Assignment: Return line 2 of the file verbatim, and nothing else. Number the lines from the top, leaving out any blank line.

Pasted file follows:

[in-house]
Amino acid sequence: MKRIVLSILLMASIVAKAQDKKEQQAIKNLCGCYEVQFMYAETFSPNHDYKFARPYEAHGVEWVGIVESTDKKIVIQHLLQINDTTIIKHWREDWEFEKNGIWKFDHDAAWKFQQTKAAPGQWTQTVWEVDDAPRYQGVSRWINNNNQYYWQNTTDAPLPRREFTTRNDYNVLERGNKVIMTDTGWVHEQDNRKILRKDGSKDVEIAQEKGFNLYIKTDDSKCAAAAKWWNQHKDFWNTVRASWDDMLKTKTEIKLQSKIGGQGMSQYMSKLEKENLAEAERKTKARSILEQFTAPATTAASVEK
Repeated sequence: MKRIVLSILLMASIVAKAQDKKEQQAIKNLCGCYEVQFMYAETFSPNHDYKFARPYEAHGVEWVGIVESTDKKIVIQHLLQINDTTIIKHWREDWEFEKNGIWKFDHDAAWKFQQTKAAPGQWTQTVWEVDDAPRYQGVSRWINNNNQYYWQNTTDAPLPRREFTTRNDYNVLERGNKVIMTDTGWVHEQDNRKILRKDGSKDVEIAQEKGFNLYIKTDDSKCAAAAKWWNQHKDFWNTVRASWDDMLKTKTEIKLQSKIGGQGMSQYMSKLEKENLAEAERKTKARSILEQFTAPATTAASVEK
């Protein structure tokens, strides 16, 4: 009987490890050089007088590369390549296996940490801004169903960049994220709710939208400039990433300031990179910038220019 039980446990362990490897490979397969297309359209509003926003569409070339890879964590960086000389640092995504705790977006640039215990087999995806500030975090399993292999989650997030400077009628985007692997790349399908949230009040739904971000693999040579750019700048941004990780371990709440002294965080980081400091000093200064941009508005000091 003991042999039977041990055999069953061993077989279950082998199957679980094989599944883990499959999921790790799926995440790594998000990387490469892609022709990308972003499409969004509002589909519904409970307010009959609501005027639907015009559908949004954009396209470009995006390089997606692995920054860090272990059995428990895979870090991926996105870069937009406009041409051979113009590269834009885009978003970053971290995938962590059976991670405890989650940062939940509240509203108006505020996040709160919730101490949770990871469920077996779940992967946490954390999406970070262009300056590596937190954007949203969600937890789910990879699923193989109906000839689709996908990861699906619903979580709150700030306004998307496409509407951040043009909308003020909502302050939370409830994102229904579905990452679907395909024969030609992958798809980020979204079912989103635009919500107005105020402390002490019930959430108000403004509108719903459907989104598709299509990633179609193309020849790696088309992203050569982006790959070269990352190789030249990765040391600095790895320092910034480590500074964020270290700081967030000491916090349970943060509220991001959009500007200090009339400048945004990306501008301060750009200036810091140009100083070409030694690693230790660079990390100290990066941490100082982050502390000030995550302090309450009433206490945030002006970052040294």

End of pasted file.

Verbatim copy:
Amino acid sequence: MKRIVLSILLMASIVAKAQDKKEQQAIKNLCGCYEVQFMYAETFSPNHDYKFARPYEAHGVEWVGIVESTDKKIVIQHLLQINDTTIIKHWREDWEFEKNGIWKFDHDAAWKFQQTKAAPGQWTQTVWEVDDAPRYQGVSRWINNNNQYYWQNTTDAPLPRREFTTRNDYNVLERGNKVIMTDTGWVHEQDNRKILRKDGSKDVEIAQEKGFNLYIKTDDSKCAAAAKWWNQHKDFWNTVRASWDDMLKTKTEIKLQSKIGGQGMSQYMSKLEKENLAEAERKTKARSILEQFTAPATTAASVEK